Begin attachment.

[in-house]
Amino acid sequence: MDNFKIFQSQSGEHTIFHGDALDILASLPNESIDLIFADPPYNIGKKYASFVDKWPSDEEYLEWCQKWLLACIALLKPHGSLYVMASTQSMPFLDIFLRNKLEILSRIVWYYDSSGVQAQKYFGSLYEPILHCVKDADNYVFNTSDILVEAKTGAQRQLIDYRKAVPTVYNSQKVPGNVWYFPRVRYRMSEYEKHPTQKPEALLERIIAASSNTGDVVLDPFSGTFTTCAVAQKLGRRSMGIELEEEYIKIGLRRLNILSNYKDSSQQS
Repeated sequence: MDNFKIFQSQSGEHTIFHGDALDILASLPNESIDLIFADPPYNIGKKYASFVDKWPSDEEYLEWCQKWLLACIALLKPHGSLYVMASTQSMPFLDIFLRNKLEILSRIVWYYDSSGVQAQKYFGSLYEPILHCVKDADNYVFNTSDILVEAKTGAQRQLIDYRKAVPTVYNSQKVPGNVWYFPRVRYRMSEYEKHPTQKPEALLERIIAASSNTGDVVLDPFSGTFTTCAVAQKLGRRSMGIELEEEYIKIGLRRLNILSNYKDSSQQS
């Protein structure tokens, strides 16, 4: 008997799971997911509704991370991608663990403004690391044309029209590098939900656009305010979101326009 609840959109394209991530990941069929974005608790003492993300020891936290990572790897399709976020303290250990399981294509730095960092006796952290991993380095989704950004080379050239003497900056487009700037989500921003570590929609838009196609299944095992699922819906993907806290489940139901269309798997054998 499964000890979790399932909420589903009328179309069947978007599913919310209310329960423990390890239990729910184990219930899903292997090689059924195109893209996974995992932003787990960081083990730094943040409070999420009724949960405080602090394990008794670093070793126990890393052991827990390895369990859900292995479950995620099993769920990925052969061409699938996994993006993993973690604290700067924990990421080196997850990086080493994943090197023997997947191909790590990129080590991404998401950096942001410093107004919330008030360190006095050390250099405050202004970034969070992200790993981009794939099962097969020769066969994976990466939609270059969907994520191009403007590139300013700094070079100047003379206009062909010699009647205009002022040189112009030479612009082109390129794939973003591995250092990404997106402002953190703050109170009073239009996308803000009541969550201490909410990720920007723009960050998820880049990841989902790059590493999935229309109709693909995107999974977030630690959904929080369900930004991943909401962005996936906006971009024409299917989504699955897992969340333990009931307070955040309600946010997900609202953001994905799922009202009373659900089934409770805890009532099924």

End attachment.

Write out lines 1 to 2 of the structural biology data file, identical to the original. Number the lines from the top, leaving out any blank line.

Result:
[in-house]
Amino acid sequence: MDNFKIFQSQSGEHTIFHGDALDILASLPNESIDLIFADPPYNIGKKYASFVDKWPSDEEYLEWCQKWLLACIALLKPHGSLYVMASTQSMPFLDIFLRNKLEILSRIVWYYDSSGVQAQKYFGSLYEPILHCVKDADNYVFNTSDILVEAKTGAQRQLIDYRKAVPTVYNSQKVPGNVWYFPRVRYRMSEYEKHPTQKPEALLERIIAASSNTGDVVLDPFSGTFTTCAVAQKLGRRSMGIELEEEYIKIGLRRLNILSNYKDSSQQS